Referring to FIGS. 1 and 2, according to this invention, the two tones comprising the alerting tone and their simultaneous duration are recognized by means of an analog interface 20 and a digital signal processor ("DSP") 22. The composite analog signal received by the user's instrument is communicated to the analog interface which preferably is an integrated circuit such as the TLC32046 which is a wide-band analog interface circuit manufactured by Texas Instruments and conventional support circuits. By well known techniques, the analog interface quantized the composite analog signal and presents the quantized data to a serial port 24. Communicating with this port is the digital signal processor which is preferably a TMS320C40 processor, and conventional support circuits, manufactured by Texas Instruments, and which is programmable by well known techniques to perform fourier analysis on quantized signals such as the alerting tone and the CID signals which follow the alerting tone. Using the TLC32046 and the TMS320C40 in combination to analyze analog signals in real time is well known. In response to the alerting tone, the DSP communicates a signal 26 to the switch control 18 which causes the notch filter 14 path to be selected for the incoming composite analog signal. After the CID data has been sent the DSP removes the signal 26 which causes the bypass path 15 to be selected by the switch 12. Also in response to the alerting tone, the DSP causes the analog interface, by well known techniques, to send the DTMF D acknowledgement signal back to the switching facility.
In operation, the notch filter circuit 14 effectively removes from the incoming composite signal those frequencies used by the switching facility to construct the CID data signals. For example, if the switching facility combined FSK encoded CID data in the composite analog signal, those frequencies, plus and minus a tolerance, that were used in the FSK technique are effectively removed from the composite signal before it reaches the speech network. In a PSK method, a single notch filter removes the carrier frequency. In this way, the user is not subjected to the audible frequencies used to transmit the CID data, but the overall fidelity of the voice signal is only insignificantly reduced.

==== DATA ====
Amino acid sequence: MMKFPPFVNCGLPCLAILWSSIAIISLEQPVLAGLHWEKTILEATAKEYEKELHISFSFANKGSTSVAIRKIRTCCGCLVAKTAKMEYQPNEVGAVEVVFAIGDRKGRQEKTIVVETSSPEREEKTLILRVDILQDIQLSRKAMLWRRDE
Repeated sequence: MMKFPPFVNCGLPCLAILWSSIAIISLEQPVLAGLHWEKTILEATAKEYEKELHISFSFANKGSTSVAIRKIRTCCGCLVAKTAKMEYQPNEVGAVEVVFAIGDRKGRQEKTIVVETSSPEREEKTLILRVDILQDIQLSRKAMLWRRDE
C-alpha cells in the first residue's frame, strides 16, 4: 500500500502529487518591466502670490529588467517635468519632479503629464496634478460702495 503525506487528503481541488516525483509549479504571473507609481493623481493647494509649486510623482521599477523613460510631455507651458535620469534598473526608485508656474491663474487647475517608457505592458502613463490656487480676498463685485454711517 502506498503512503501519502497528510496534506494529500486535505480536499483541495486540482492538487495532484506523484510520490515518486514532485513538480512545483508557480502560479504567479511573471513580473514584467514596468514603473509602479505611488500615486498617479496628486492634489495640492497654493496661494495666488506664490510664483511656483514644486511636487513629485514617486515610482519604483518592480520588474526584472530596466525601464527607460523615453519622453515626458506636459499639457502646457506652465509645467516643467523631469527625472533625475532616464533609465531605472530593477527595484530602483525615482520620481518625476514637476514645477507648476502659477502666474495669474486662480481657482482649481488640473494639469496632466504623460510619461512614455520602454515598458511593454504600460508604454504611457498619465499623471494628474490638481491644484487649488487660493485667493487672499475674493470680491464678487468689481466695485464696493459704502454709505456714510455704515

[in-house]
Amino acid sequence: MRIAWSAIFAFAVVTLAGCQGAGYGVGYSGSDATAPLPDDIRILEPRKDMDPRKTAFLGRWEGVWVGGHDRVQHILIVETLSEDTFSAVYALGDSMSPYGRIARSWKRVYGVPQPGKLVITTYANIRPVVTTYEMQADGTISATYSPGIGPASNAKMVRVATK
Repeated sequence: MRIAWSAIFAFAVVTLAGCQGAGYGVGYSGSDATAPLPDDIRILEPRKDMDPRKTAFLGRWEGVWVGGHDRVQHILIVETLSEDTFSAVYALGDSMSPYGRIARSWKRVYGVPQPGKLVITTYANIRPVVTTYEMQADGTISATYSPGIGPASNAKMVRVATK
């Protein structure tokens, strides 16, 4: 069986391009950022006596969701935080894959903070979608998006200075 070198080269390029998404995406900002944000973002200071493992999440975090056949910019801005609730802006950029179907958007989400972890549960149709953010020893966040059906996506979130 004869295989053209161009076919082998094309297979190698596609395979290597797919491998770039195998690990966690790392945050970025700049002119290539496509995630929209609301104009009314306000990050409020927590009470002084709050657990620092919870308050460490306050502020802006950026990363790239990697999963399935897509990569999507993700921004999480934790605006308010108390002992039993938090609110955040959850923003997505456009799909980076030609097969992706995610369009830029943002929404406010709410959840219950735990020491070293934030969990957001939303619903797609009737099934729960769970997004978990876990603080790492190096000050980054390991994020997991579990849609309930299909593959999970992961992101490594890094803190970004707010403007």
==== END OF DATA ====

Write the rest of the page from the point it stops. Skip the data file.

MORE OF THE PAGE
Referring again to FIGS. 1 and 2, the composite analog signal communicated between the telephone company's switching facility and a user's telephone instrument is conditioned by a DAA (Data Access Arrangement) circuit 28 required by the Federal Communications Commission (FCC) and permits bilateral communication between the switching facility and the user's telephone equipment over the same channel. These DAA circuits are conventional and can be made from a DS2249PH manufactured by Dallas Semiconductor. These DAA circuits provide a bi-directional signal interface and necessary circuit isolation. At the switching facility end conventional network interface circuits 30 are used to accomplish the same end, bilateral communications over the same channel.
Referring to FIG. 3, illustrated is the general form of frequency response curves for the notch filters adapted to be centered at 1200 Hz and 2200 Hz respectively. These are the frequencies arbitrarily selected for "mark" and "space" frequencies for an FSK method of transferring the CID data. They are certainly not the only pair of frequencies that could have been selected without departing from the spirit and scope of this invention. The requirement for CID/CW as set by the telephone regulating authorities is to maintain the overall present telephone speech fidelity from 200 to 3200 Hz. The present invention only degrades the speech path during the 3 to 4 second interval of the actual CID data transmission.
While the foregoing discussion centered around the application of this invention to sending CID data simultaneously with a voice signal, this invention is equally useful for other telecommunication applications. For example in the art of cellular telephone communications, the voice communications are muted temporarily when a cellular telephone instrument passes from one cell to another cell in order for the new cell to send necessary frequency information to the instrument. The system described herein would eliminate the need to mute. The only variation between the system described with reference to FIGS. 1-3 and an embodiment for cellular telephone communications is an RF (radio frequency) stage between the switching facility and the user's instrument comprising basically means for imposing the composite analog signal on an RF carrier and transmitting same, means for receiving the RF carrier and detecting the composite analog signal, and means for doing the request and acknowledge handshaking between the switching facility and instrument, if necessary.
The foregoing description and drawings were given for illustrative purposes only, it being understood that the invention is not limited to the embodiments disclosed, but is intended to embrace any and all alternatives, equivalents, modifications and rearrangements of elements falling within the scope of the invention as defined by the following claims.
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|U.S. Classification||370/496, 375/216, 370/484, 379/142.04, 379/93.08, 370/497|
|International Classification||H04J1/14, H04M1/57, H04M3/428, H04J7/00, H04M11/06, H04J9/00|
|Cooperative Classification||H04M1/57, H04J7/00, H04J9/00, H04M3/428, H04M11/062, H04J1/14|
|European Classification||H04M11/06B, H04J1/14, H04J9/00, H04M3/428, H04J7/00|
|4 May 1992||AS||Assignment|
Owner name: IVON INTERNATIONAL, INC. A CA CORP., CALIFORNIA
Free format text: ASSIGNS 75 PERCENT OF ASSIGNOR S INTEREST.;ASSIGNOR:HOTTO, ROBERT;REEL/FRAME:006165/0510
Effective date: 19920501
|26 Oct 1998||FPAY||Fee payment|
Year of fee payment: 4
|14 Feb 2000||AS||Assignment|
|13 Nov 2002||REMI||Maintenance fee reminder mailed|
|17 Apr 2003||SULP||Surcharge for late payment|
Year of fee payment: 7
|17 Apr 2003||FPAY||Fee payment|
Year of fee payment: 8
|10 Jan 2006||AS||Assignment|
Owner name: TALKING DATA LLC, NEVADA
Free format text: ASSIGNMENT OF ASSIGNORS INTEREST;ASSIGNORS:STOFF, MICHAEL A.;HOTTO, ROBERT;REEL/FRAME:016996/0104
Effective date: 20050812
|26 Sep 2006||FPAY||Fee payment|
Year of fee payment: 12